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October 10, 2018

NH&MP drifting away from its character


October 10, 2018

Islamabad : It was somewhat disappointing experience to travel to Lahore through the Grand Trunk (GT) Road or the ‘N-5’ route and watch and experience the working of the National Highways & Motorway Police (NH&MP) officials.

Most of the signboards indicating directions or speed limits have either disappeared or never re-painted. The load of traffic has increased manifolds over the last decade or so but the NH&MP officials on duty seem to have not noticed the fact at all.

More and more structures and human settlements are emerging along the N-5 or the existing one have been expanding, at some places touching almost the verge of the shoulders of N-5 and yet no preventive actions taken.

One can notice the warning signs announcing ‘Any construction 200 feet from the shoulder of the road is illegal’ but this is grossly flouted with even greater numbers of road-side hotels and kiosks springing up with immunity, increasing the chances of some serious accidents.

The bikers, three-wheelers and even animal drawn carts are moving on N-5 disturbing the flow of traffic and yet no NH&MP official even cast a glance towards them.

The heavily over-loaded trucks and trailers, crawling at snail’s pace are frequently over-taking, causing traffic disruption and jams, especially while passing through the cities and towns on the N-5 and yet the NH&MP officials are seen nowhere around to take corrective measures.

The only duty the NH&MP officials, apparently, are performing most efficiently to monitor speed limit of motorists, especially on the fringes of cities and towns. One may find the warning signs regarding speed limit while driving through the towns and cities but this scribe observed that most of those have disappeared.

Earlier the speed limit for populated areas was 70 km per hour and on stretches out of the urban areas was 100 km per hour. But now it was told by the NH&MP officials that the speed limit through the populated areas has been reduced further to 50 km per hour.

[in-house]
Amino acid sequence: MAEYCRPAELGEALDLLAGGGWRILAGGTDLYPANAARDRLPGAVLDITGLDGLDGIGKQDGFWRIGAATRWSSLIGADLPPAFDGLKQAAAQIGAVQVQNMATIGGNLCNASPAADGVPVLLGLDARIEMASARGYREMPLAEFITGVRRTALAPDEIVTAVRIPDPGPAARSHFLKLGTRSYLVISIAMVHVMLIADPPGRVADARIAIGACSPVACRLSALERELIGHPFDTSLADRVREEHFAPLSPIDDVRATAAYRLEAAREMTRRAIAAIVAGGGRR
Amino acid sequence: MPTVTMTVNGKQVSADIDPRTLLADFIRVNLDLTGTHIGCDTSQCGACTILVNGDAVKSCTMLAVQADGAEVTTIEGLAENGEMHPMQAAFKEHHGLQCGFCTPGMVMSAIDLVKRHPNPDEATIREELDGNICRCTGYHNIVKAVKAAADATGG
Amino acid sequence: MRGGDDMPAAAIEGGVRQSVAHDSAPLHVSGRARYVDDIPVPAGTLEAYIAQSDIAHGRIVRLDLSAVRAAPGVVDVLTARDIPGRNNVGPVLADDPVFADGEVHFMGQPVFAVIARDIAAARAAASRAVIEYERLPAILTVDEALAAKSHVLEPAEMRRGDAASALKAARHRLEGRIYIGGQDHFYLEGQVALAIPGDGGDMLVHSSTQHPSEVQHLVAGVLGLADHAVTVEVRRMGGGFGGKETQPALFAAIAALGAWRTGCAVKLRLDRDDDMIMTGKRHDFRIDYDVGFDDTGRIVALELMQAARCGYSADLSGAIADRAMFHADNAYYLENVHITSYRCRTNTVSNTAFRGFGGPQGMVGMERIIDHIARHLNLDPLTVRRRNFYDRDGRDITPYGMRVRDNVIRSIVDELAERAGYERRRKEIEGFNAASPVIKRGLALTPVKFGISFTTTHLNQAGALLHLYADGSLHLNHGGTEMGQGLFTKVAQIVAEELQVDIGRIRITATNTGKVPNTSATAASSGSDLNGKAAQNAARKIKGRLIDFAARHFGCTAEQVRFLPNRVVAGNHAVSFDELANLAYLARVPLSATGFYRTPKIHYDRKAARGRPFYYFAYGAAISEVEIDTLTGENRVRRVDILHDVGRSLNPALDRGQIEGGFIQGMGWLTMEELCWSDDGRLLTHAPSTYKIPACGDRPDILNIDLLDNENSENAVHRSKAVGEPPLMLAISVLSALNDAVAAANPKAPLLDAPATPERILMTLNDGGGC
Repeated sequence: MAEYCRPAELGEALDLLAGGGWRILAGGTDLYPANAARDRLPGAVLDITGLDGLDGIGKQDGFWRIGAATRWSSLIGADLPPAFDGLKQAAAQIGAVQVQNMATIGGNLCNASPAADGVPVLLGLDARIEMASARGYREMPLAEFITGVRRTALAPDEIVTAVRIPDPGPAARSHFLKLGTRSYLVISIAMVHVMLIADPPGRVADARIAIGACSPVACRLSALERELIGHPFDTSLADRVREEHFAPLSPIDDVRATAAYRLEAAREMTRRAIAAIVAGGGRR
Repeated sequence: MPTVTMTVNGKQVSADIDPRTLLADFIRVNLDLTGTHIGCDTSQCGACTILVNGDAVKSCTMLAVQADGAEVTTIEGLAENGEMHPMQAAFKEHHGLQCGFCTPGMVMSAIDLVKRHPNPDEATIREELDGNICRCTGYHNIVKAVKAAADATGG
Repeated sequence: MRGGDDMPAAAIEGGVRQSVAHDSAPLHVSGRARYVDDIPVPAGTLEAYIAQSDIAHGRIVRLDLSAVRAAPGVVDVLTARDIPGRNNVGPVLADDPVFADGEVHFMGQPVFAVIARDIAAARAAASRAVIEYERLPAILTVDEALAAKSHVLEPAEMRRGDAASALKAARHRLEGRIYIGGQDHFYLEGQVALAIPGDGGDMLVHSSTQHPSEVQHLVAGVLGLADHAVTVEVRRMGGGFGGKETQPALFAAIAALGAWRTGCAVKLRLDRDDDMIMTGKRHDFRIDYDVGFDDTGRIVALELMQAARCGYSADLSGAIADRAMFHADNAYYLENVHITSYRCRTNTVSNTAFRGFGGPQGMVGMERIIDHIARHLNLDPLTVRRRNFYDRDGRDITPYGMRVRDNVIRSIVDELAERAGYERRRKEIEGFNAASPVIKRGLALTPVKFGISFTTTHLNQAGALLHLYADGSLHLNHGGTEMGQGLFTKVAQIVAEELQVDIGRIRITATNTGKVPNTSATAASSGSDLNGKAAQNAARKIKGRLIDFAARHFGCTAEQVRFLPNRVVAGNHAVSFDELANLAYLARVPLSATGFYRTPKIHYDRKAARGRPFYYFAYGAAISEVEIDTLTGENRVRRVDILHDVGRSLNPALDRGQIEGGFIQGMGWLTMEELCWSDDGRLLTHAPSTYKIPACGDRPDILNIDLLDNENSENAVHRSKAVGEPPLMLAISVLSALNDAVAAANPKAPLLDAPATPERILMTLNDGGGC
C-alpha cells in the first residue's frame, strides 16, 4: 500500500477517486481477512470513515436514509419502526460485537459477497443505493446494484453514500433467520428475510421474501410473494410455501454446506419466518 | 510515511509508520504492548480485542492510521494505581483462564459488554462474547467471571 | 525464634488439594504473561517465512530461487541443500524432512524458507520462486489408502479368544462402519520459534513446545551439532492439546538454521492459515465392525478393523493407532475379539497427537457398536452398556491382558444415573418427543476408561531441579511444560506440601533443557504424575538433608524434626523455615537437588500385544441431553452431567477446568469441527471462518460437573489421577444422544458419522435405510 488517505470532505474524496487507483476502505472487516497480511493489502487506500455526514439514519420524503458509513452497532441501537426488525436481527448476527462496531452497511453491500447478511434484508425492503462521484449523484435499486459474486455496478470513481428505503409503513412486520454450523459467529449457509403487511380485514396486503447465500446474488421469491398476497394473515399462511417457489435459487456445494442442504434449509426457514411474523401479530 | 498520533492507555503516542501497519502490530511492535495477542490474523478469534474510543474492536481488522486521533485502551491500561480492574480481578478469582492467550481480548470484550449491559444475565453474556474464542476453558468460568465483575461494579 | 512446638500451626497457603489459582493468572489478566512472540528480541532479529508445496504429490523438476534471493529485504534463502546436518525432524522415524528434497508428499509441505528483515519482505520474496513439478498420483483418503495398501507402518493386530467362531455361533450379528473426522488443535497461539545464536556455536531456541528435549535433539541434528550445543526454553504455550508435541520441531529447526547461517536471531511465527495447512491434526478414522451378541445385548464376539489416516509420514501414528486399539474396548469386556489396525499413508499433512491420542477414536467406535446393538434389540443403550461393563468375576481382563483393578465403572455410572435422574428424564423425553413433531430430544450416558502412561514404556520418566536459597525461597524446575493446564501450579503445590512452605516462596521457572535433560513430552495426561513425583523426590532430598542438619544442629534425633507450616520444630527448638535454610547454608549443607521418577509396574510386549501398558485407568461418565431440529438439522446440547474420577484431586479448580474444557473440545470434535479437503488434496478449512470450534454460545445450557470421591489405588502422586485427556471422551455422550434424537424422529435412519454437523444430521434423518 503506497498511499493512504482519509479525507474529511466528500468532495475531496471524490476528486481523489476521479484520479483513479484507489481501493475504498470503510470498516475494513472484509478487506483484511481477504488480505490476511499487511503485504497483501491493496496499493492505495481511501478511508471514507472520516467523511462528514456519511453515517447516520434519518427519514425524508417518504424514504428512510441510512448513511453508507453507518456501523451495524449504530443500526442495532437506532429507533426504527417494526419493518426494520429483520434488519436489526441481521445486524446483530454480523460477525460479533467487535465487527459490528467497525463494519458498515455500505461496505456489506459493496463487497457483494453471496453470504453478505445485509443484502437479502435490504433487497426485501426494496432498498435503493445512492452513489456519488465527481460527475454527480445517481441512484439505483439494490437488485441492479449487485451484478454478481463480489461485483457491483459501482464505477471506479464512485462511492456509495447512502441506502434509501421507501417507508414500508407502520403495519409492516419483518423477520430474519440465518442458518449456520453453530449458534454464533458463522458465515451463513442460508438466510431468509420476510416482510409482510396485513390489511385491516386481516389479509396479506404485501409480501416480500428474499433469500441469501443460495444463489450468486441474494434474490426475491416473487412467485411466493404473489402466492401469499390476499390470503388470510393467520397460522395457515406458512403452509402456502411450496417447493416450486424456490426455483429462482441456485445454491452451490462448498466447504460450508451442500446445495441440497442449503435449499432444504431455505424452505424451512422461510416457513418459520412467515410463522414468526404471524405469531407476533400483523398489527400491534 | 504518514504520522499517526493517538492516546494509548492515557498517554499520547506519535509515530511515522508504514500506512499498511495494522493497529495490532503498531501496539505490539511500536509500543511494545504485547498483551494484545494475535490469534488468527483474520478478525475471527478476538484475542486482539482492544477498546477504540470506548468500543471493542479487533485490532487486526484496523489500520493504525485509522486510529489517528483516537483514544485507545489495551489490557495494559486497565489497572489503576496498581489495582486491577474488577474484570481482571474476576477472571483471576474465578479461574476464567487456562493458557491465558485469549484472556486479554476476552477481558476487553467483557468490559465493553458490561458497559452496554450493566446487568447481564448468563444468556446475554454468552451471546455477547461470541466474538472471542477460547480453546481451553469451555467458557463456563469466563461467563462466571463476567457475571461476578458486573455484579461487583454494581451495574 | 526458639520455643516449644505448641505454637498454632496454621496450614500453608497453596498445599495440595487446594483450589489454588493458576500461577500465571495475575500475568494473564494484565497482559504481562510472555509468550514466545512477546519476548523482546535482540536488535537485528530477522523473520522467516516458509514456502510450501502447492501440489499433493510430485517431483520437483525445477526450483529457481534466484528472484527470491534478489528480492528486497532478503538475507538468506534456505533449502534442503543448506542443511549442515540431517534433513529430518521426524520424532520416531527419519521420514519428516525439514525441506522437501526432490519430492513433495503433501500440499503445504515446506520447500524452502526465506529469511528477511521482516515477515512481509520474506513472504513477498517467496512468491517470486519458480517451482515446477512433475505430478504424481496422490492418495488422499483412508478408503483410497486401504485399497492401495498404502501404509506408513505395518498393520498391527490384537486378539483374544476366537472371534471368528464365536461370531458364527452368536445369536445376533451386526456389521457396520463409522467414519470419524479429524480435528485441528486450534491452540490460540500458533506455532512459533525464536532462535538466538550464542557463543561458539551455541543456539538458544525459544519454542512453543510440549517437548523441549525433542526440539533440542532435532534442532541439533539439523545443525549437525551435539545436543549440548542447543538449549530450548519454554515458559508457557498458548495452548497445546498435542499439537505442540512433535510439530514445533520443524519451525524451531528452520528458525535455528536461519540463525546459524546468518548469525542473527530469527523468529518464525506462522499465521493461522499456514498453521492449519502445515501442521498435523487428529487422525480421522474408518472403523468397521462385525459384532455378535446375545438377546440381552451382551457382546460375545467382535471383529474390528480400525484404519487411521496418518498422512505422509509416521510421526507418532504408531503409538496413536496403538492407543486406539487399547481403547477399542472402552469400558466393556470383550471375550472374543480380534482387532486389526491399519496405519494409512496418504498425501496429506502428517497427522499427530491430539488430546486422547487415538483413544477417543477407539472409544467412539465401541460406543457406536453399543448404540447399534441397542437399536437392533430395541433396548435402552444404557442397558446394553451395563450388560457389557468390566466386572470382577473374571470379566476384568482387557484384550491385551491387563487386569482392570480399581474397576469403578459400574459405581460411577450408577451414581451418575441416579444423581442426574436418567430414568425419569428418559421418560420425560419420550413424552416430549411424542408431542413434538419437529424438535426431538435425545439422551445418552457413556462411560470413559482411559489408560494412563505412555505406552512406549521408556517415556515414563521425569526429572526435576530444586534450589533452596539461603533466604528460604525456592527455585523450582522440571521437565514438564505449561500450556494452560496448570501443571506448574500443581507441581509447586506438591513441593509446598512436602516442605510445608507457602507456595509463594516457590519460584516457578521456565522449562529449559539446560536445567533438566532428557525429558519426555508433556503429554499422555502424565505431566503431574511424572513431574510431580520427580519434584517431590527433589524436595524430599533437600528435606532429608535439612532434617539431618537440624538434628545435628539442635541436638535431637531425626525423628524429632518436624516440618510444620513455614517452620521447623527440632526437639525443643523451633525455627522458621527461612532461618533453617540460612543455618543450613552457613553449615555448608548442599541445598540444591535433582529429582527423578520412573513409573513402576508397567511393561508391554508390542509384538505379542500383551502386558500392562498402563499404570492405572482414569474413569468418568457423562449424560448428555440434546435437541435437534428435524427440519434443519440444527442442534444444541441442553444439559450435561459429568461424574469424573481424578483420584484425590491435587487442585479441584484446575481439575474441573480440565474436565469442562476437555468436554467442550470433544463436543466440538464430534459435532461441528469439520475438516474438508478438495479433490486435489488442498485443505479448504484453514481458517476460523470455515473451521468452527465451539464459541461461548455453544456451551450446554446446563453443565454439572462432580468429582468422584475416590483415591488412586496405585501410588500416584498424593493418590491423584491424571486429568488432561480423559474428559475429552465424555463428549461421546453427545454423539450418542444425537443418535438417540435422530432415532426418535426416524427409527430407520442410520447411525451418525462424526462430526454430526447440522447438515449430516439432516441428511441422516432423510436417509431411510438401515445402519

Interestingly, there are no measures put in place to check over-loading or slow speeding, causing great disruption in smooth flow of traffic. Once upon a time, Mr Pervez Rathore, who was working as the Deputy Inspector-General in the NH&MP tried to introduce some practical steps to check and prevent over-loading, especially by the truckers, but all those stations and weighing stations he established have become inoperative now.

Now the only aspects the NH&MP apparently paying most attention is the use of ‘Speed Check Cameras’ and to check use of phone while driving, or the use of seat belt! And the objective seems to impose heavy fines on motorists crossing the speed limit only, that too at the entry-exit points into towns and cities on the N-5.

But the most irritating factor that at most of such spots the warning signs indicating the speed limit to be followed are missing.

We believe the NH&MP can do a lot better if it may start paying attention at traffic load management by checking over loading, lane violations (especially by heavily overloaded trucks and trailers), and slow driving, which are most troublesome factors in the smooth flow of traffic on our roads, highways and motorways.

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